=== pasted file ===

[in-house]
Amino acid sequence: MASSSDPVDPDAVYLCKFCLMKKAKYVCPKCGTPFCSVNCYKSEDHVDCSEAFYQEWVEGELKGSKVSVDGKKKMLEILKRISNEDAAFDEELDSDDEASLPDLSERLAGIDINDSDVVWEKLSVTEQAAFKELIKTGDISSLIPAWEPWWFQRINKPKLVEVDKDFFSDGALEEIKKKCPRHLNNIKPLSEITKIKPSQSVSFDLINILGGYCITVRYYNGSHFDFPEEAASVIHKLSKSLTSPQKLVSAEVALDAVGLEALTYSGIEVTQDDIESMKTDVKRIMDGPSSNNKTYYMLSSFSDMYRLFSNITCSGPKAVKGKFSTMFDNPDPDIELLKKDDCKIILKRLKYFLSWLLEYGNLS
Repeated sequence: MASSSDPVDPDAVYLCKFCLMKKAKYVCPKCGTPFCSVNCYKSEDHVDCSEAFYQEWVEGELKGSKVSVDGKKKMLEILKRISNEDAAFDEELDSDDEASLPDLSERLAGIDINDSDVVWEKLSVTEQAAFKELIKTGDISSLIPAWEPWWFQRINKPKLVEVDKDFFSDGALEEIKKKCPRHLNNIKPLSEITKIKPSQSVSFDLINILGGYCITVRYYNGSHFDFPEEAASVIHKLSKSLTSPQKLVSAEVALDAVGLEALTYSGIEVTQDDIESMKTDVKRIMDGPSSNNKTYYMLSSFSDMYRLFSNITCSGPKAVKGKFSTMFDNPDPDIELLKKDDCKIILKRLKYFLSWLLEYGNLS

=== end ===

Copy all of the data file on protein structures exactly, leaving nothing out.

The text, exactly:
[in-house]
Amino acid sequence: MASSSDPVDPDAVYLCKFCLMKKAKYVCPKCGTPFCSVNCYKSEDHVDCSEAFYQEWVEGELKGSKVSVDGKKKMLEILKRISNEDAAFDEELDSDDEASLPDLSERLAGIDINDSDVVWEKLSVTEQAAFKELIKTGDISSLIPAWEPWWFQRINKPKLVEVDKDFFSDGALEEIKKKCPRHLNNIKPLSEITKIKPSQSVSFDLINILGGYCITVRYYNGSHFDFPEEAASVIHKLSKSLTSPQKLVSAEVALDAVGLEALTYSGIEVTQDDIESMKTDVKRIMDGPSSNNKTYYMLSSFSDMYRLFSNITCSGPKAVKGKFSTMFDNPDPDIELLKKDDCKIILKRLKYFLSWLLEYGNLS
Repeated sequence: MASSSDPVDPDAVYLCKFCLMKKAKYVCPKCGTPFCSVNCYKSEDHVDCSEAFYQEWVEGELKGSKVSVDGKKKMLEILKRISNEDAAFDEELDSDDEASLPDLSERLAGIDINDSDVVWEKLSVTEQAAFKELIKTGDISSLIPAWEPWWFQRINKPKLVEVDKDFFSDGALEEIKKKCPRHLNNIKPLSEITKIKPSQSVSFDLINILGGYCITVRYYNGSHFDFPEEAASVIHKLSKSLTSPQKLVSAEVALDAVGLEALTYSGIEVTQDDIESMKTDVKRIMDGPSSNNKTYYMLSSFSDMYRLFSNITCSGPKAVKGKFSTMFDNPDPDIELLKKDDCKIILKRLKYFLSWLLEYGNLS